I see that David Barton was the No. 1 trending Google topic on Wednesday.  Glenn Beck must be beside himself with glee upon hearing that bit of news.

David Barton (Source: The Reid Report)

What prompted Barton — the Texas evangelist, Republican operative, and No. 1 naysayer on the suggestion that there should be a separation of church and state — to become the top trending Google topic?  It was a three-part interview he did with Jon Stewart on Comedy Central’s “The Daily Show” on Tuesday.

Links to all three parts of the interview appear below:

Jon Stewart interviews David Barton on The Daily Show — Part 1

Jon Stewart interviews David Barton on The Daily Show — Part 2

Jon Stewart interviews David Barton on The Daily Show — Part 3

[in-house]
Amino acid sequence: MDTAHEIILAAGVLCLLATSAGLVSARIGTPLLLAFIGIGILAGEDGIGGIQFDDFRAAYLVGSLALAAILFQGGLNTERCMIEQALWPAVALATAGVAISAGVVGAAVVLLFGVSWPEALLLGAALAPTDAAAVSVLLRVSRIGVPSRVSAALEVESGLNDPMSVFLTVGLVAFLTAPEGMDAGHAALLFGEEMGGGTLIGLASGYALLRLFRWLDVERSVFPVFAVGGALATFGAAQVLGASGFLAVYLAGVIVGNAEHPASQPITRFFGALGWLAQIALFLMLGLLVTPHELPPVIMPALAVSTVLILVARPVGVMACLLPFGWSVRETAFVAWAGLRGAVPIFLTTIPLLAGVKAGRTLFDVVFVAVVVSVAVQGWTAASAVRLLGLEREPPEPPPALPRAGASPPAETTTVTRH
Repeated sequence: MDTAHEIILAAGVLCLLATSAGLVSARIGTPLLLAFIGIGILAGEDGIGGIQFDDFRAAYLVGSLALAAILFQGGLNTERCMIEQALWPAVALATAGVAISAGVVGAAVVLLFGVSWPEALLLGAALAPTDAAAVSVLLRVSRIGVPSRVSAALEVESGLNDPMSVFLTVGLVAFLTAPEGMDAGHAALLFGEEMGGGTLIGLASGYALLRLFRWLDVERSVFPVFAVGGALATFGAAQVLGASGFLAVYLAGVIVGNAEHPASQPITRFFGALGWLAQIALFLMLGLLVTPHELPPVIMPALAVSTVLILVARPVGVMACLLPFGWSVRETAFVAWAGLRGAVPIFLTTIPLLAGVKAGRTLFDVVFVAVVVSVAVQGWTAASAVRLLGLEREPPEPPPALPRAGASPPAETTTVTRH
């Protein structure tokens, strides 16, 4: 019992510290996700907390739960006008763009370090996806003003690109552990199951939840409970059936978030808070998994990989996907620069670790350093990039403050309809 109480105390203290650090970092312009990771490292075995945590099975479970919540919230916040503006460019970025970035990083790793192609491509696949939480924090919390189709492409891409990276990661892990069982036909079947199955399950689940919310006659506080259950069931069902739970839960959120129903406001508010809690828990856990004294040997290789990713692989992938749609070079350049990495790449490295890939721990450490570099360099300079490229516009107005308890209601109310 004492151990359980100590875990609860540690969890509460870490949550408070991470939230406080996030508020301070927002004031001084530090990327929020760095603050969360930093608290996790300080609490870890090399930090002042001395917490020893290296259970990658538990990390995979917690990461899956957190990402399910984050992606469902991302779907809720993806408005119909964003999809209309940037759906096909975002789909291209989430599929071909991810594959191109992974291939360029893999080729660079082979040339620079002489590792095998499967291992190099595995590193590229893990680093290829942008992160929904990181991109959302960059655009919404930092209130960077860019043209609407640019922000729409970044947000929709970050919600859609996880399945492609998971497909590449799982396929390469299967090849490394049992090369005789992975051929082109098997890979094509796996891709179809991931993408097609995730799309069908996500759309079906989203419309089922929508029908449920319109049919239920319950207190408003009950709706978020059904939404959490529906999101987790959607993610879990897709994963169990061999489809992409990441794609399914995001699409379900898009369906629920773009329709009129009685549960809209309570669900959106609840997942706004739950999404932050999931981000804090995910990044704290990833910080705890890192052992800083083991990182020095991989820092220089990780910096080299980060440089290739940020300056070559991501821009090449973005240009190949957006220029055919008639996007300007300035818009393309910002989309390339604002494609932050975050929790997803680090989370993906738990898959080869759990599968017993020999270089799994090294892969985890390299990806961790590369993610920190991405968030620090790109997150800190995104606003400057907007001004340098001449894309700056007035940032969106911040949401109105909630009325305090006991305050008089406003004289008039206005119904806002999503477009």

How does Glenn Beck fit into all of this?  Glenn is a major David Barton cheerleader.  It’s like they’re joined at the hip.  When Glenn goes on his show(s) and starts misinforming people about the true intentions of America’s founding fathers, David Barton is the one he calls in to take on the religion side of things.

Television and radio host at CPAC in .
Television and radio host Glenn Beck at CPAC. (Photo credit: Wikipedia)

I’ve seen this combination of characters in action myself for quite a while now.  You see, in a way I guess you could say I’m a Glenn Beck “fan.”  The dude just fascinates me to no end, and he has ever since he was a morning zoo disc jockey and he pulled stunts like calling a competitor’s wife on the air after she’d had a miscarriage and made fun of her husband, asking if he could do anything right — including having a baby.  If you do your own heavy-duty research on Glenn Beck alone, you’ll be amazed that the man’s nose isn’t the length of Pinocchio’s.

Yep, it’s that Glenn Beck who’s so chummy with David Barton, who’s such a key player in Glenn’s past efforts to become a “savior” in Israel.

It’s that David Barton who repeatedly continues to assert that founding fathers such as Thomas Jefferson never intended for there to be any “separation of church and state.”